No. 26: Message from Greiser to the Polish Commissioner-General
SEVERAL months ago I had the honour to draw your attention to the fact that the ever-increasing number of Polish Customs Inspectors was not compatible with the execution of their prescribed duties. Since the latest additions there are now well over 100 Polish Customs Inspectors in Danzig territory. Their behaviour, both in their official and their private life, has given rise to increasing complaint. The Danzig population, like the German population, in their local frontier intercourse feel themselves constantly offended by the way in which the Polish Customs officials perform their duty and by their behaviour in private life.
I have no fear that incidents on the part of the population might arise on that account. Still less is the safety of the Polish officials in any way endangered. I have therefore taken steps to ensure that they may, as hitherto, perform their duties absolutely safely and without hindrance. I believe, however, that ways and means must be found to eliminate the constant friction and tension.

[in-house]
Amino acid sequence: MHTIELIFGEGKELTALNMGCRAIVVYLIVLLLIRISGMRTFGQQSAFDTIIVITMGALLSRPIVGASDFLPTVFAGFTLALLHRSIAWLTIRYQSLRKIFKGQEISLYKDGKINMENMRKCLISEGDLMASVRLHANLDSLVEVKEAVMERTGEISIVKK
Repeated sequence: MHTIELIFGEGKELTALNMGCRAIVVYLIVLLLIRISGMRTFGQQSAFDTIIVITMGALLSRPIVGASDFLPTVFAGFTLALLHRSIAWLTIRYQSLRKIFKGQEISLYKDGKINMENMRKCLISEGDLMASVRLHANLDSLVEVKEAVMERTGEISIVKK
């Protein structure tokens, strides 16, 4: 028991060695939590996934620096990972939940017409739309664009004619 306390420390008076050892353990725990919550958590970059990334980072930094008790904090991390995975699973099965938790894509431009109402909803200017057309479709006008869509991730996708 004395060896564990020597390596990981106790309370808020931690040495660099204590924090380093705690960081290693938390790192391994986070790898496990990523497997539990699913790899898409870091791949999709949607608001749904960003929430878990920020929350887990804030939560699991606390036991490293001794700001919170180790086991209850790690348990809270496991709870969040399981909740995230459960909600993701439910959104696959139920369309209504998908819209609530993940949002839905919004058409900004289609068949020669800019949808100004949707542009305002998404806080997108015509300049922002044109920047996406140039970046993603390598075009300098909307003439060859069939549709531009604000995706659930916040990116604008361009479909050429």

For all these reasons I consider it necessary forthwith to restrict the activity of the Polish Customs Inspectors to a general supervision in conformity with the agreement. In particular, I must urge that their official activities be confined to the offices, and not performed outside of them. I can also no longer permit the Danzig Customs officials to take instructions, even in the form of suggestions, from the Polish Customs officials. I will, however, see that questions addressed to officials will be answered officially.
I have directed the President of the Customs Administration of the Free City to instruct his officials accordingly. I have the honour, Mr. Minister, to request you to inform your Government accordingly and to exert your influence towards meeting the wishes of the Danzig Government.
I avail myself of this opportunity to revert to our conversation of the 8th February last. At that time I explained to you, Mr. Minister, that I would give instructions to abstain for the present from swearing in the customs officials, and that, should the occasion arise, I would communicate with you before administering the oath.
I have the honour to inform you, with reference to the contents of my letter of the 3rd January last (pages 2 and 3), that I have now left it to the discretion of the Finance Department of the Senate to administer the oath to the customs officials if they regard it as desirable.
I have, &c.
Source: The British War Bluebook; courtesy of Yale Law School Avalon Project
Added By: C. Peter Chen
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James Forrestal, Secretary of the Navy, 23 Feb 1945